top of page

This Month's Recipe: Candied Ginger + Bonus Ginger Syrup!

My friend, Susan, works on a local organic farm, and once in a while she gifts me with fresh produce if there is an overabundance. Luckily, they had a very good ginger season, so Susan brought me a pound of the super fresh stuff.

I was going to make golden milk or chai, but thought it would be nice to preserve the ginger so that I could enjoy it over time. Then I remembered that my grandfather used to love candied ginger, something I didn’t fully appreciate as a child. But, as an adult traveling on the bumpy, windy roads of Ireland during a week of herbalism studies, I came to really appreciate the stomach-soothing properties of this wonderful plant.

I know it doesn’t look that appealing in the photo, but these ginger bites and ginger syrup taste incredible!


• 1 pound fresh ginger

• 1½ cup honey (local, if available)

• 1½ cups filtered water


  • Wash the ginger and peel if desired. Mine was super fresh, so I didn’t peel it, but you may want to if the rind is very thick.

  • Chop the ginger into small chunks.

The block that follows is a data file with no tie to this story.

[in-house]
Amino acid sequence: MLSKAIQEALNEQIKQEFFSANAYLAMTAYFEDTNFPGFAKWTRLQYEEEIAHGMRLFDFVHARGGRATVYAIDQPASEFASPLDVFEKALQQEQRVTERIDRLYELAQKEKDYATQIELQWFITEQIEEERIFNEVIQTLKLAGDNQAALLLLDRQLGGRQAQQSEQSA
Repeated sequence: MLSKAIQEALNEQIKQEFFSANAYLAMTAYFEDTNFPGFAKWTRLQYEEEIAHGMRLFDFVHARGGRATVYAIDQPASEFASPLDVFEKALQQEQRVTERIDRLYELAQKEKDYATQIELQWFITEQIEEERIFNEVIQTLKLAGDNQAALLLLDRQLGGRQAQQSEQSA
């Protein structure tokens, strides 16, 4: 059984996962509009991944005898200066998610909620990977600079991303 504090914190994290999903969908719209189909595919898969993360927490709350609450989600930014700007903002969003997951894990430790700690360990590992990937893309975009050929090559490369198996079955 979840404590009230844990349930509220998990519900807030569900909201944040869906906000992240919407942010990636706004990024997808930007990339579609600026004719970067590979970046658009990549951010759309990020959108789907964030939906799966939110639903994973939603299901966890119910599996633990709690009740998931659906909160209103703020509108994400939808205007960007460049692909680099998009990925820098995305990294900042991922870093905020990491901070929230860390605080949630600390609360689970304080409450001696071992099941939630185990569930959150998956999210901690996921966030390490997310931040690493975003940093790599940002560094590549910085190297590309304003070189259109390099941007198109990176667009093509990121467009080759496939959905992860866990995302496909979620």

• Place in a small saucepan with the honey and water (the liquid should cover the ginger).

  • Bring to a boil then reduce heat to low.

  • Cover and let simmer for 30 minutes.

  • Remove lid and let simmer for another 30 minutes or until the ginger is tender when you poke it with a fork.

  • Remove from heat and let cool.

  • Pour the mixture into a strainer over a bowl.

  • Once completely drained, spread the ginger pieces out in a single layer on a wire rack or a sheet pan covered with wax paper.

  • Let the ginger sit out for at least 12 hours or until it has started to dry.

  • Transfer to an airtight container and store in the refrigerator. It will last for several weeks.

  • You can eat your candied ginger straight up. It can also be used in baked goods or other recipes.

  • Store the leftover syrup in a clean jar and use in coffee, desserts, salad dressings, or anything else you can imagine! Enjoy!

NOTE: Because the honey is simmered with the ginger, it will lose any of the health benefits of raw honey. But it still makes a wonderful anti-inflammatory, anti-viral, anti-nausea tonic.


bottom of page